As the U.S. deals with the aftermath of the January 6 attack on the U.S. Capitol, we speak with Ibram X. Kendi and Keisha Blain, co-editors of a new book that situates the white supremacists who rallied around Trump in the longer arc of U.S. history. “Four Hundred Souls: A Community History of African America, 1619-2019” brings together prominent Black writers to collaborate on what they call a “choral history” of Black American life in 80 short essays, including by the renowned scholar and activist Angela Davis, Pulitzer Prize-winning journalist Nikole Hannah-Jones and others. “We wanted to bring together so many different voices from so many different backgrounds within the Black community to really share the history of this incredibly diverse and complex community,” says Kendi, director of the Boston University Center for Antiracist Research. Blain, associate professor of history at the University of Pittsburgh, says despite the mammoth undertaking in the midst of the pandemic, all the contributors were excited to take part. “They shared our enthusiasm,” she says. “They recognized the significance of this project as a work of history — being history in and of itself.”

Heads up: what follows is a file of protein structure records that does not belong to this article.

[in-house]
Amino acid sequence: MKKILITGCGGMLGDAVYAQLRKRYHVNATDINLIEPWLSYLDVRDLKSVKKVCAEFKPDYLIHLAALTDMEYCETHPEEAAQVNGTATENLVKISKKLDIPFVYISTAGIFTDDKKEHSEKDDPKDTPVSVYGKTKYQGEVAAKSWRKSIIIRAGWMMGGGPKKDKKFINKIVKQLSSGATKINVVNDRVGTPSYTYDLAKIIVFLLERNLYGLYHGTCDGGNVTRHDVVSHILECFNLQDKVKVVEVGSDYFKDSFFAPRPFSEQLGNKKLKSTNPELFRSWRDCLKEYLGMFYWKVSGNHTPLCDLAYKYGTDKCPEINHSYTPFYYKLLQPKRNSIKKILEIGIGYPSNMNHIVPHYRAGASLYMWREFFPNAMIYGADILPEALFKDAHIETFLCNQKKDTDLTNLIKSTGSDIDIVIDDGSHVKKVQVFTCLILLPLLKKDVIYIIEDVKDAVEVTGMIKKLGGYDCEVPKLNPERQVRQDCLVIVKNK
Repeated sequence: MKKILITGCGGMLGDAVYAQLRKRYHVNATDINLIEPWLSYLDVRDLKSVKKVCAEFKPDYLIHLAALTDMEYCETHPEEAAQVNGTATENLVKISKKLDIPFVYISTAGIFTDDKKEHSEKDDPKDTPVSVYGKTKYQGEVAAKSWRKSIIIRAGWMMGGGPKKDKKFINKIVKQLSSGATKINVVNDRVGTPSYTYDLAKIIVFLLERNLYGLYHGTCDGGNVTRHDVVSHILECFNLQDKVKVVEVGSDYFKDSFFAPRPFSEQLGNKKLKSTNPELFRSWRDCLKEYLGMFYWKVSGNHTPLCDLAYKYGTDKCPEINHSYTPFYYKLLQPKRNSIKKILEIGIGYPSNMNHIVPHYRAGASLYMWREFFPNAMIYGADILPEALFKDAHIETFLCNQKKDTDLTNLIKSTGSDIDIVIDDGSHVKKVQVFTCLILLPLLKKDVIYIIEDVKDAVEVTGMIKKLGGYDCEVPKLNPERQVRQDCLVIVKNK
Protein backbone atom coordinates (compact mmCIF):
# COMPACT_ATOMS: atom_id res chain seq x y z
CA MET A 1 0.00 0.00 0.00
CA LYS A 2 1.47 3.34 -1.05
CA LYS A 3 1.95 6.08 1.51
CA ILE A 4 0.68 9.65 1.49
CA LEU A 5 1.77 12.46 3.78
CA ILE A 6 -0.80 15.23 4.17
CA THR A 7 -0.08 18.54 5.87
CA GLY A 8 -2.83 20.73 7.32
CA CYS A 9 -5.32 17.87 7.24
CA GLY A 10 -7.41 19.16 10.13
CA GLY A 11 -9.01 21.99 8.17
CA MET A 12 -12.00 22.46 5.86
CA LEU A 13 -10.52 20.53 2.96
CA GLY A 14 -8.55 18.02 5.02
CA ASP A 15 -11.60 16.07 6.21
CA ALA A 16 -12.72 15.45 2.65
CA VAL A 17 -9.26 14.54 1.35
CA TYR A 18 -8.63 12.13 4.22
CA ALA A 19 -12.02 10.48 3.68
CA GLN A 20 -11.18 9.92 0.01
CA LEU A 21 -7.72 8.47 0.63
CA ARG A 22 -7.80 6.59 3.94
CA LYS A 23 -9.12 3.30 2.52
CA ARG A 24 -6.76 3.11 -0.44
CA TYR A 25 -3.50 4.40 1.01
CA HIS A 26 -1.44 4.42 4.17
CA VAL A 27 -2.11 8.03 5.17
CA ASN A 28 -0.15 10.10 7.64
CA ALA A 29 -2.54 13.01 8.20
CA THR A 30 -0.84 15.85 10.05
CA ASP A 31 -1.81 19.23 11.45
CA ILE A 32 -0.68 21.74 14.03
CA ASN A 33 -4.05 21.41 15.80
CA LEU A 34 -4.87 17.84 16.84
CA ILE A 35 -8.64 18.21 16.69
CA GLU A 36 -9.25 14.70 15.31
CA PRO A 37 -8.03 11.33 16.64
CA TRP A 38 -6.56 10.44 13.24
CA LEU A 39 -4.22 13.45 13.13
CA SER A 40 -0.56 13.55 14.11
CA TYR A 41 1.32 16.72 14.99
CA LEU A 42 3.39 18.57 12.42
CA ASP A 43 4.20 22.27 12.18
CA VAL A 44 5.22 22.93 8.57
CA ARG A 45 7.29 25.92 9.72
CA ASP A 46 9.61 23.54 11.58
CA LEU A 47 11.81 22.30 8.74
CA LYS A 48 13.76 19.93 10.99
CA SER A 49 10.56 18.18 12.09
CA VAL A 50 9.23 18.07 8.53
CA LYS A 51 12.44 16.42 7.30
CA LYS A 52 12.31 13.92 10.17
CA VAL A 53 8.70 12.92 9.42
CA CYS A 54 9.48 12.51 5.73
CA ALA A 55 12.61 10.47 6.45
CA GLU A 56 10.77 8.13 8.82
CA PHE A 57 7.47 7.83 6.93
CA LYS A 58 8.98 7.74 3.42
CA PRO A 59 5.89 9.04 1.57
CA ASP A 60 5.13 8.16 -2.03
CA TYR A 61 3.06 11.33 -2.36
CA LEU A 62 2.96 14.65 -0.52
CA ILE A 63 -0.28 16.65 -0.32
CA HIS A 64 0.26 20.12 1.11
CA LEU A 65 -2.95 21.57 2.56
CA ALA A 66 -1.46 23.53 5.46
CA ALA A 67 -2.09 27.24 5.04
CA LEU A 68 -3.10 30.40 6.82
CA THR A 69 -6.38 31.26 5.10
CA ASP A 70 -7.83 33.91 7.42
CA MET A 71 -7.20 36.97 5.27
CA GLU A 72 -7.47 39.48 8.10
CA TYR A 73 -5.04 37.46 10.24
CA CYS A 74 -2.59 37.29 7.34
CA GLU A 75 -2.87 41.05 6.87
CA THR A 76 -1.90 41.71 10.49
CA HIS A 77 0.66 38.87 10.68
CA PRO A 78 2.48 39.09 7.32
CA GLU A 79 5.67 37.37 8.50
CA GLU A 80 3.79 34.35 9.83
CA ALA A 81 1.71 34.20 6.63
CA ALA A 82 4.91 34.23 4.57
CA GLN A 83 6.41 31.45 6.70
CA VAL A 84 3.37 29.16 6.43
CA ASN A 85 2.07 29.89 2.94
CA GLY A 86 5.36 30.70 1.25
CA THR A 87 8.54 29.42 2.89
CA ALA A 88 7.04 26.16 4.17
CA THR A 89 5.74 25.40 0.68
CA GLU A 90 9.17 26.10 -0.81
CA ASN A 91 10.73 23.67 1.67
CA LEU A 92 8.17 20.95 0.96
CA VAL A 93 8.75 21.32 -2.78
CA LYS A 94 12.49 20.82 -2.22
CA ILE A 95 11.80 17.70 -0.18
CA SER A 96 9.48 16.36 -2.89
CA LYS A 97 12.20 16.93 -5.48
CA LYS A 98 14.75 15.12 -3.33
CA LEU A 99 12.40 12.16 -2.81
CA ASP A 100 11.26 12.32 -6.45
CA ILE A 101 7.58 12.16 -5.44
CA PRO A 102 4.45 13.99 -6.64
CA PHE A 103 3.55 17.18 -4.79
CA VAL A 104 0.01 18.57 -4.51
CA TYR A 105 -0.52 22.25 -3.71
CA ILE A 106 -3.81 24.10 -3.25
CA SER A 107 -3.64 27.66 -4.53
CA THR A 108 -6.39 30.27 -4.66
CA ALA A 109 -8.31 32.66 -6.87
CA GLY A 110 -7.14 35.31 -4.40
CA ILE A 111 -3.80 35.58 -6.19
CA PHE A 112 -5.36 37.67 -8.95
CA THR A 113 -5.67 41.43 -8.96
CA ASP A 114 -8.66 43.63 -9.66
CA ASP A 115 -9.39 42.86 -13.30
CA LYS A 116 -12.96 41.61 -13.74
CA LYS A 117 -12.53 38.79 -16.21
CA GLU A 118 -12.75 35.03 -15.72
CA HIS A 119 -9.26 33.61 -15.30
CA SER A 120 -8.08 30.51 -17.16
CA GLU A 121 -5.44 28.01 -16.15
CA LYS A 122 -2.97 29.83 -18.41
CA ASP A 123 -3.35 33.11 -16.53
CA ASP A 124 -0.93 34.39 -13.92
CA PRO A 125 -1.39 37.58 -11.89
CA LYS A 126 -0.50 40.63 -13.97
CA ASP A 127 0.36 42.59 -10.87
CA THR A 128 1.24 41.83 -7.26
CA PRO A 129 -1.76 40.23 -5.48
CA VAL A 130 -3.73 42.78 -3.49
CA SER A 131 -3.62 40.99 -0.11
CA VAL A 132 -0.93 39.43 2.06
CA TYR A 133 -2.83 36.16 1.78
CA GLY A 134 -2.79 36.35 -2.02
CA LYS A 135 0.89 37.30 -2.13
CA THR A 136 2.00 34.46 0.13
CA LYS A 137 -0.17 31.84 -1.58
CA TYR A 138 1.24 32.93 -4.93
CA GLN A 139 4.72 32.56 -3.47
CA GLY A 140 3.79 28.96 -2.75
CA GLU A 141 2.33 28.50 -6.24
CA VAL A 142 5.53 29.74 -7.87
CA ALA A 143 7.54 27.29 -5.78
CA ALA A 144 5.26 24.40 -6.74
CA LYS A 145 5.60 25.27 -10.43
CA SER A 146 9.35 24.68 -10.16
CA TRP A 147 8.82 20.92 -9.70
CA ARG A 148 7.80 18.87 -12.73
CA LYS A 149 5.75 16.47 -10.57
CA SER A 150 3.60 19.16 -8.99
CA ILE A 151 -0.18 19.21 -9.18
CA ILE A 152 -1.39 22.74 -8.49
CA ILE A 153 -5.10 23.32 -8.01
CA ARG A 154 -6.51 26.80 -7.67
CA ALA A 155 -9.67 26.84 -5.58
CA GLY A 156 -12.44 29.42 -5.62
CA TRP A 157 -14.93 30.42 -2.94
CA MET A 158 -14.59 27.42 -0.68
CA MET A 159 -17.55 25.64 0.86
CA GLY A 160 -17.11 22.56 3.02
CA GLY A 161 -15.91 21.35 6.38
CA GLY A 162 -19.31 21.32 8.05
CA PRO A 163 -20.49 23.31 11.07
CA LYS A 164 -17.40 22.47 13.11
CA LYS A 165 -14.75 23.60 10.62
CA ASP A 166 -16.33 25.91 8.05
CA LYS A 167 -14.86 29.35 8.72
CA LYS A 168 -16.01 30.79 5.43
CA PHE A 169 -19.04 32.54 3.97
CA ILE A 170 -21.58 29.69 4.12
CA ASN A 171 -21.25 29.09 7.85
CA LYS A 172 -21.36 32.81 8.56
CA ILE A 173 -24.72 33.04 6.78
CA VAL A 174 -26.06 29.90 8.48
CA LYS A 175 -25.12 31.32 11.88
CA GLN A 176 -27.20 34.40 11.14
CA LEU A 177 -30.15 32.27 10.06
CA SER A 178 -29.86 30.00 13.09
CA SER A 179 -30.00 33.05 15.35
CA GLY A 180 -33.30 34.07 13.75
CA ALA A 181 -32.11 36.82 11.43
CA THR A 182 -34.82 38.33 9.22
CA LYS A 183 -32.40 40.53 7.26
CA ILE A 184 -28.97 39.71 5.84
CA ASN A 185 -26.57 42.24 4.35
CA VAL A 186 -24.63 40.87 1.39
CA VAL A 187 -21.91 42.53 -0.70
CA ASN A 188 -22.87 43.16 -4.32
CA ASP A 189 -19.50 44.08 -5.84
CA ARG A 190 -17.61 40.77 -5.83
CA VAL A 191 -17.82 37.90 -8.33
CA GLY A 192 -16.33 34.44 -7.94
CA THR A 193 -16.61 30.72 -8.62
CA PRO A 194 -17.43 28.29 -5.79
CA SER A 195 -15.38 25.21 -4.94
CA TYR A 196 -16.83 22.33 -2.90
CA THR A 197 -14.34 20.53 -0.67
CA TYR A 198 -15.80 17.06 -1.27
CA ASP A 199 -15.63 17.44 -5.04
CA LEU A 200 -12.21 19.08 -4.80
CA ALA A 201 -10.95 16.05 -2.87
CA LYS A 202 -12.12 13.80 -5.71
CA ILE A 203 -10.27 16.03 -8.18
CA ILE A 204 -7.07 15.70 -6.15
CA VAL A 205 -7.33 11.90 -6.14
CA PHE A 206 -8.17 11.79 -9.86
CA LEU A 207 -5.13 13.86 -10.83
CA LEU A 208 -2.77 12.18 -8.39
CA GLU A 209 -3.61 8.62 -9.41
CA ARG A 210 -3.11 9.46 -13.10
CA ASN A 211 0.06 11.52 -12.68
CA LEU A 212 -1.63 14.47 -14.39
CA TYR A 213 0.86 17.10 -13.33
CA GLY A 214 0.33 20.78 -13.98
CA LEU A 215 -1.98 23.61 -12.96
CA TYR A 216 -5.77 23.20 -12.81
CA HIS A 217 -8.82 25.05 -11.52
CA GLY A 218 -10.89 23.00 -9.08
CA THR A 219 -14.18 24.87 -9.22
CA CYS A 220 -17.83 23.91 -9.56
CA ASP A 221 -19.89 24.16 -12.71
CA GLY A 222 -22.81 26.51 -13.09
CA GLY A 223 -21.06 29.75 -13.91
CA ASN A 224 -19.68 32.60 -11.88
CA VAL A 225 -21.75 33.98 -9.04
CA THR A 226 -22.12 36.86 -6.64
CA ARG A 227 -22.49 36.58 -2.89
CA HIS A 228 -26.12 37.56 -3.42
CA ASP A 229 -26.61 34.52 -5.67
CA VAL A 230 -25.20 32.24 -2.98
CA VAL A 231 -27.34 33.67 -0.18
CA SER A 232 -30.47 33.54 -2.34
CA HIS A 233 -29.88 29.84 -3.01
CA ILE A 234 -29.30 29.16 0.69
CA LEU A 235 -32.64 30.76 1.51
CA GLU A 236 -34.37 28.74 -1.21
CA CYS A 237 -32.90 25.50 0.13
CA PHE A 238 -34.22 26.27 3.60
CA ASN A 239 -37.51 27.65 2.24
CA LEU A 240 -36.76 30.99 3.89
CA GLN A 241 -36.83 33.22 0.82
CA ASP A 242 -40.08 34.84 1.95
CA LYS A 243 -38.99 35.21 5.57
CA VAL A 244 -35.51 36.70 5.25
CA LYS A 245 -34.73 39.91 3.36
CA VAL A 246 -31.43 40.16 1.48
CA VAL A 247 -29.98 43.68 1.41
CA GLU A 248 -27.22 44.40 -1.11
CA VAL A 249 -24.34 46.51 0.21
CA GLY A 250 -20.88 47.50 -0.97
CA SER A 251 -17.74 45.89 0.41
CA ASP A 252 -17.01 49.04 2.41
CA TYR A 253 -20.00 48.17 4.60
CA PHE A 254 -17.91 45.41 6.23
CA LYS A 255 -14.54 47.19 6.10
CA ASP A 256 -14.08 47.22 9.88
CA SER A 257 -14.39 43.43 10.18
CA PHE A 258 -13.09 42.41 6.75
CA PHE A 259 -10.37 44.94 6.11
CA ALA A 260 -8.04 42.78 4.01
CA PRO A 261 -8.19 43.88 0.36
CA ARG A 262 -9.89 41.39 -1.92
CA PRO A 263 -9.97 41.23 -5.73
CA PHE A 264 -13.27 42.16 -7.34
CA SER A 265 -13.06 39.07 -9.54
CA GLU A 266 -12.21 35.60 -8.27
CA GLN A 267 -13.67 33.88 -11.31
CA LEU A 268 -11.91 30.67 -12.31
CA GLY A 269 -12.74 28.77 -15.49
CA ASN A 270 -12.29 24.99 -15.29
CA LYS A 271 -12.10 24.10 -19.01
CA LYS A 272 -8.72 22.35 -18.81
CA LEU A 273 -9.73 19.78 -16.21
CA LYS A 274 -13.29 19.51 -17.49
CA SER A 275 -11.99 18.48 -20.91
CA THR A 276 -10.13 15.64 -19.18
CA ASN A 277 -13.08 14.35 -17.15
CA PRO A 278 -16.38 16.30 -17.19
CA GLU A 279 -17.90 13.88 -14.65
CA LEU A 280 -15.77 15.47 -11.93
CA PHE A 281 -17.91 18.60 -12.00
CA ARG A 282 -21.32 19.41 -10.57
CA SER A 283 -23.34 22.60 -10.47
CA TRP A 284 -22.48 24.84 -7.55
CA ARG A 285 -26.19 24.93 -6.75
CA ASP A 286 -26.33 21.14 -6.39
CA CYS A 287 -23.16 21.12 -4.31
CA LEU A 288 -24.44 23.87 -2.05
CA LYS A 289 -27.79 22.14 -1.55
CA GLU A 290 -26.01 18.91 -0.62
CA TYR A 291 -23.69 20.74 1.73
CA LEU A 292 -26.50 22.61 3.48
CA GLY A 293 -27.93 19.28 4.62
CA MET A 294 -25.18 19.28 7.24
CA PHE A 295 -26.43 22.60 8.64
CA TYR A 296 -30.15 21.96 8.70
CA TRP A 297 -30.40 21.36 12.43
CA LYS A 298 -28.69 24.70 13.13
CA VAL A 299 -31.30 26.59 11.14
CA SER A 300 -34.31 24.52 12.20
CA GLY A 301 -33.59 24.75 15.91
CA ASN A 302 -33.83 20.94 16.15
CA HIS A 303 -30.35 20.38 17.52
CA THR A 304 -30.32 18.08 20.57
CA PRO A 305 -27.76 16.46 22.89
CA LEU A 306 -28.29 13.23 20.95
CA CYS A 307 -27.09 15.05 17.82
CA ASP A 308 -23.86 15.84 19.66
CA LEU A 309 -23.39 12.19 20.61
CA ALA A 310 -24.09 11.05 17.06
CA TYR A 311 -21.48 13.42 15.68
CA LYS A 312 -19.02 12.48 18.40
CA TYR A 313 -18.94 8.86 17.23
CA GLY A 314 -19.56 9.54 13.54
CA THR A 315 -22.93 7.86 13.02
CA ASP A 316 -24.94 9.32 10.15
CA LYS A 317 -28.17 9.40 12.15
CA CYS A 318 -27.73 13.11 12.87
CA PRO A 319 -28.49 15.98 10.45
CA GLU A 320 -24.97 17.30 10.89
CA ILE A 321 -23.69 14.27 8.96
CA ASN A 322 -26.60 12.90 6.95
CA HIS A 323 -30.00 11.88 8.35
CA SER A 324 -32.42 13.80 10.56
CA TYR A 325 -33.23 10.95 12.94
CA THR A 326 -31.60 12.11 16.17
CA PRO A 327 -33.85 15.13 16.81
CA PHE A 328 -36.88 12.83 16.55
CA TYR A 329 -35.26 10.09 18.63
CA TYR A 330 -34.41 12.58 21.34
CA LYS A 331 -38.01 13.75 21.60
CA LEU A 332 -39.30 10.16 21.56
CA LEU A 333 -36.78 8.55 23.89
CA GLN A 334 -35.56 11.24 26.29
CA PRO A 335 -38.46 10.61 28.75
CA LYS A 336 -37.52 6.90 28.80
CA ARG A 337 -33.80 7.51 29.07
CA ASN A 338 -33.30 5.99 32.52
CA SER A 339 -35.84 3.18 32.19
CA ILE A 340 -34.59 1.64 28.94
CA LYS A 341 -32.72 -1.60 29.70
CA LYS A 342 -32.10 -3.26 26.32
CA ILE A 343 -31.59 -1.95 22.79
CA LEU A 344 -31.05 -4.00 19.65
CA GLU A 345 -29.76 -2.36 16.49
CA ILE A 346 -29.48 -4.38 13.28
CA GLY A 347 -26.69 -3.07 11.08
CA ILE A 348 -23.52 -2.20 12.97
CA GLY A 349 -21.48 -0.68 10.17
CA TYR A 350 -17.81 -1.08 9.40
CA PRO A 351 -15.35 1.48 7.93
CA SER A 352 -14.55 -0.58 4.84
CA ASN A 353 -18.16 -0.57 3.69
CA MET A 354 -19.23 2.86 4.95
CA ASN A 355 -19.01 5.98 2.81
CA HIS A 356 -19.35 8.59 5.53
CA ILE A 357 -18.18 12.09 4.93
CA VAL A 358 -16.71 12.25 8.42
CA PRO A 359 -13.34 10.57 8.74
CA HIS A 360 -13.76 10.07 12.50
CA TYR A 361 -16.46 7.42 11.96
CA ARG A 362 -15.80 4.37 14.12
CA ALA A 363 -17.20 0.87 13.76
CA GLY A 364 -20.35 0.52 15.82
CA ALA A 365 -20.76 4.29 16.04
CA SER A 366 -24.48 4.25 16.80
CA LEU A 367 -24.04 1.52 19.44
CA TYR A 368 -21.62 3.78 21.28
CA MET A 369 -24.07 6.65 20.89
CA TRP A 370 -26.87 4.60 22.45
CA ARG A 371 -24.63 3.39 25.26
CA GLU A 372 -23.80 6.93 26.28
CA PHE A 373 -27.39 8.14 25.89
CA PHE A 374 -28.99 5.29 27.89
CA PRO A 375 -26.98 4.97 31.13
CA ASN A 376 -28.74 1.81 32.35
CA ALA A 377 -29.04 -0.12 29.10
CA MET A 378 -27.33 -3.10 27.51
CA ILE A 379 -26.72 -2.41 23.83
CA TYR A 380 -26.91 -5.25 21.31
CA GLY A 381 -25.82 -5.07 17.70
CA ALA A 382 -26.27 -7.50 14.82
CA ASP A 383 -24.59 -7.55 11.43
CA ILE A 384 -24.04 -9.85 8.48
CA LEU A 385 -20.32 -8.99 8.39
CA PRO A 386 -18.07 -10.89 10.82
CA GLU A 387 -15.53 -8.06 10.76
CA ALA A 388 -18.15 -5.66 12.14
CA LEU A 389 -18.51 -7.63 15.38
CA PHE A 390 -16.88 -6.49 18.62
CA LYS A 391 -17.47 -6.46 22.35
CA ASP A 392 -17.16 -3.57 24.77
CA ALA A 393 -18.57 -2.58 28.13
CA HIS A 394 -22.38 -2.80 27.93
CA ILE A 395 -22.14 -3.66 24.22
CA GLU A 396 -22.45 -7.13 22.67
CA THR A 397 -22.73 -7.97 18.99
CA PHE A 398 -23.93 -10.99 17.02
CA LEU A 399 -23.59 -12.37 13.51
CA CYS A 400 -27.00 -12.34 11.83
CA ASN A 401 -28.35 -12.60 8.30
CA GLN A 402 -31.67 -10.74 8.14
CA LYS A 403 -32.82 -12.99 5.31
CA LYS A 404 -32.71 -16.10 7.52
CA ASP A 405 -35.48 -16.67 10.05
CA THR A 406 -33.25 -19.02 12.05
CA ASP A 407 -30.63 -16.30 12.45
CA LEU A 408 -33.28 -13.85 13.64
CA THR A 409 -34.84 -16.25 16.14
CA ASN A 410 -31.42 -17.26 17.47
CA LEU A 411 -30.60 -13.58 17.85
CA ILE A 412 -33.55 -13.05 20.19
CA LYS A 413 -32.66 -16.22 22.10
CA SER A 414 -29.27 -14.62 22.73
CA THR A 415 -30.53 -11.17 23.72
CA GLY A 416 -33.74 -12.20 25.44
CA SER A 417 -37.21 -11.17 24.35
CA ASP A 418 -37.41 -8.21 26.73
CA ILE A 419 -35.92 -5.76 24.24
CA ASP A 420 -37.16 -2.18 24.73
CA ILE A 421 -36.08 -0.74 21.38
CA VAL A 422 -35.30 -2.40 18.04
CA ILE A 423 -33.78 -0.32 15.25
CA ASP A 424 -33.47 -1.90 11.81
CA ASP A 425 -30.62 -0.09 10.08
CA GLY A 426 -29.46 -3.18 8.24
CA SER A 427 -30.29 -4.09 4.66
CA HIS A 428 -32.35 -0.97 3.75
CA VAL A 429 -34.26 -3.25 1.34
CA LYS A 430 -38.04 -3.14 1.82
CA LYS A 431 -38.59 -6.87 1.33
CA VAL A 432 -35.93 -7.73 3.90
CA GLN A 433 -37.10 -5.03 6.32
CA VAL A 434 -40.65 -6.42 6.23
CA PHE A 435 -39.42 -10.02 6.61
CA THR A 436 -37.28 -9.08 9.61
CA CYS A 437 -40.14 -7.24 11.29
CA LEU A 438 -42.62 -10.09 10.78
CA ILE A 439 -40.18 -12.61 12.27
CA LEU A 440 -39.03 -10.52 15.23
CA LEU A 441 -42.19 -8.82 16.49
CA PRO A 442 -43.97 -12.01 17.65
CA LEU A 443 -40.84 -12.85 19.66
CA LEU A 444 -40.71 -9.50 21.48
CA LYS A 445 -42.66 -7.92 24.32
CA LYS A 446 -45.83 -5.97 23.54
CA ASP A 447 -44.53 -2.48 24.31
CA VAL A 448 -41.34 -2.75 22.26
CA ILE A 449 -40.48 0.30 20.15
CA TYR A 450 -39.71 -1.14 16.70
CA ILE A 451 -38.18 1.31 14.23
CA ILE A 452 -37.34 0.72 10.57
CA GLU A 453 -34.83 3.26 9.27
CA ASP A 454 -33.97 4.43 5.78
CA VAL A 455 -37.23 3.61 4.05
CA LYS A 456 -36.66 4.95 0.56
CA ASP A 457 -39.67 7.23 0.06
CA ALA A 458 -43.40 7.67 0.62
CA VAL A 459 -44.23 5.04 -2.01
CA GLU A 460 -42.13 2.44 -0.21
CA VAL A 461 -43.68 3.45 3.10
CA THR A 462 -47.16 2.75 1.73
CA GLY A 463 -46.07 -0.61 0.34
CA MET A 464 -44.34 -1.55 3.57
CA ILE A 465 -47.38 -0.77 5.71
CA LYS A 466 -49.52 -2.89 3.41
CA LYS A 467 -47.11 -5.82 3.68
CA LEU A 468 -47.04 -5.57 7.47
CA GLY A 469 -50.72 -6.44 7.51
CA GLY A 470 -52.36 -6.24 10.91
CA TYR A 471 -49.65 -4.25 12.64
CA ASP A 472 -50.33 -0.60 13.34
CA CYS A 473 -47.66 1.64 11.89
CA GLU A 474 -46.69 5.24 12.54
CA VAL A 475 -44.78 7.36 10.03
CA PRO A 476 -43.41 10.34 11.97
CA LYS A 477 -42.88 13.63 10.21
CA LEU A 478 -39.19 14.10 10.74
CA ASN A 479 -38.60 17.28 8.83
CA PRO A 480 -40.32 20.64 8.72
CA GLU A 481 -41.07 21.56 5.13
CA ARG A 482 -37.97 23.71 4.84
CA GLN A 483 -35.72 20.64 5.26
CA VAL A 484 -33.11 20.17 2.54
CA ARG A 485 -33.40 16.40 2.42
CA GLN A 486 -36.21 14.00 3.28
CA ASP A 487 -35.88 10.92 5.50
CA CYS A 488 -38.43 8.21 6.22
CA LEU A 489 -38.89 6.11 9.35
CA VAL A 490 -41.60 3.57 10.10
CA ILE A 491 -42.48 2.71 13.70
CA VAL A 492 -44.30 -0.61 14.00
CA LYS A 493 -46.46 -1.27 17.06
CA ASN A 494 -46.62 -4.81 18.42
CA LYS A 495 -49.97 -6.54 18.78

This post was originally published on Democracy Now!.